On a larger – and more commercial - level is the Kulturbrauerei (00 49 (0) 30 443 5260; www.kulturbrauerei-berlin.de), a converted 19th-century red-brick brewery complex, complete with original red-brick chimneystacks, that now contains bars, restaurants, clubs, galleries, even a cinema, and regularly hosts cultural events.
Nearby Kastanienallee is the place to head for a more edgy ambiance. Home to funky fashion stores, legendary cafes like Schwarzsauer (00 49 (0) 30 4485633) and hipster hangouts aplenty, this is the street that informs Berlin’s savvy style press. If you take a right off Kastanienallee along Oderbergerstrasse, you can drop into colourful café Kauf Dich Glücklich (00 49 (0) 30 443 52182; www.kaufdichgluecklich.de) for waffles and ice cream, before checking out some of the original Berlin wall further down at Bernaurstrasse.
Directly opposite is the Mauerpark, a kilometer-strip of no man's land between the West Berlin district of Wedding and East Berlin's Prenzlauer Berg that was turned into a park after the Wall fell. As parks go it’s fairly nondescript, but there’s a great flea market near the Bernaurstrasse side every Sunday.
Continuing along Kastanienallee, you’ll arrive at yet another charming Prenzlauer Berg square - Zionkirchplatz. Dominated by the eponymous Zionkirche, this area boasts attractive venues like Café Kapelle (00 49 (0) 30 443 41300; www.cafe-kapelle.de) and community-minded hangout Weinerei (00 49 (0) 30 440 6983; www.weinerei.com), where guests pay a Euro for a glass, help themselves to a selection of wines, then pay what they feel is fair when they leave. Clearly some ideologies die hard in the former East.
Talking of alcohol, Prenzlauer Berg also comes into its own in the evenings thanks to funky 70s ‘throwback’ bars like Wohnzimmer and Scotch & Sofa (00 49 (0) 30 440 42371), sophisticated cocktail bars such as Saphire (00 49 (0) 30 255 62158; www.saphirebar.de) and Fluido (00 49 (0) 30 440 43902) and trendy bars like FC Magnet (www.fcmagnetbar.de) and Gorki Park (00 49 (0) 30 448 7286; www.gorki-park.de). If you get carried away you can head to Klub der Republik or Ballhaus Ost (00 49 (0) 30 440 49250; www.ballhausost.de), both on Pappelallee, which host serious house and techno parties. Mellow and baby-friendly it may be; but Prenzlauer Berg is still part of the ‘party capital of Europe’ after all.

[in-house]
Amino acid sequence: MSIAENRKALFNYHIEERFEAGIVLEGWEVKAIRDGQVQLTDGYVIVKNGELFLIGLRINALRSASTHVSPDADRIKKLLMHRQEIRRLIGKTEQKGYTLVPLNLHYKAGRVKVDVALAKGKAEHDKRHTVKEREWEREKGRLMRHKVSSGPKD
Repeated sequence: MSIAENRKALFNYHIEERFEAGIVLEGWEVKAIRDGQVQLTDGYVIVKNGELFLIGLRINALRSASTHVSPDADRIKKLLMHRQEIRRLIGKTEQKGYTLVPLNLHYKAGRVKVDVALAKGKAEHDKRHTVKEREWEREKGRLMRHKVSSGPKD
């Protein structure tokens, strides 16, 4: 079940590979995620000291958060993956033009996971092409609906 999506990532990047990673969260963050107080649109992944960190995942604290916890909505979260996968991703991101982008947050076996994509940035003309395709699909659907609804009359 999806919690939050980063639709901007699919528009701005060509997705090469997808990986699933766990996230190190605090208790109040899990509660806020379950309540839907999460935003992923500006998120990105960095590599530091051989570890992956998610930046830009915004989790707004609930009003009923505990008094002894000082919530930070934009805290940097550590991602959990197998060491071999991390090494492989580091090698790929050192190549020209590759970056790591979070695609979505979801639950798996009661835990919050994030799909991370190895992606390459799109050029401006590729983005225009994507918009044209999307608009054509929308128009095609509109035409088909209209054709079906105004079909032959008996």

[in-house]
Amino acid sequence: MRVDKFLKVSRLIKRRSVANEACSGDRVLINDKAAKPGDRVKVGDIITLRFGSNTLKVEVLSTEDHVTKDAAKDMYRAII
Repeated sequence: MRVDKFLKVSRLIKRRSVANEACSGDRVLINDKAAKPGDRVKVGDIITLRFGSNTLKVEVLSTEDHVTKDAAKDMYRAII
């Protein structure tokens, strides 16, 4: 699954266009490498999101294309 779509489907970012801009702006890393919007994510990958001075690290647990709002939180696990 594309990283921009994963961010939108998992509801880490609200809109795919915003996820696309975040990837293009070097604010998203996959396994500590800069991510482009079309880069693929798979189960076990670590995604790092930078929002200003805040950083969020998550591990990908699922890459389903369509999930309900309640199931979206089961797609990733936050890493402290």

One thing Prenzlauer Berg is short on: decent accommodation options. Fortunately, there are some. Local hostels like East Seven cater for the backpacker brigade, as does Circus, which has both a hostel (on Weinbergsweg) and a more upmarket hotel (on Rosenthaler Strasse). Ackselhaus & Blue Home rents funky mid-range apartments, and the Myer’s Hotel is suitable for a more romantic stay. And if all else fails you could always stay in nearby Mitte, just a pleasant stroll (or tram/train ride) away…